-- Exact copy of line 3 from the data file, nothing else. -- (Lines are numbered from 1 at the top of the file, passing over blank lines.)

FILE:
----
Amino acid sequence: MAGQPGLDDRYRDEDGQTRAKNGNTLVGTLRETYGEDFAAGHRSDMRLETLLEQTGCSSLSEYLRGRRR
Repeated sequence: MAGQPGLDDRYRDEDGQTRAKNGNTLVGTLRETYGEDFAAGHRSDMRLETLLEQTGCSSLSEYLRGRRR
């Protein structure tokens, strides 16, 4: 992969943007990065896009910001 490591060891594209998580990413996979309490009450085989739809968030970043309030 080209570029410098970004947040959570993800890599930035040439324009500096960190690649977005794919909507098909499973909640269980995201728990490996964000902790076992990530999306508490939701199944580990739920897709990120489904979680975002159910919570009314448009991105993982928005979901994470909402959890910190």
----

């Protein structure tokens, strides 16, 4: 992969943007990065896009910001 490591060891594209998580990413996979309490009450085989739809968030970043309030 080209570029410098970004947040959570993800890599930035040439324009500096960190690649977005794919909507098909499973909640269980995201728990490996964000902790076992990530999306508490939701199944580990739920897709990120489904979680975002159910919570009314448009991105993982928005979901994470909402959890910190």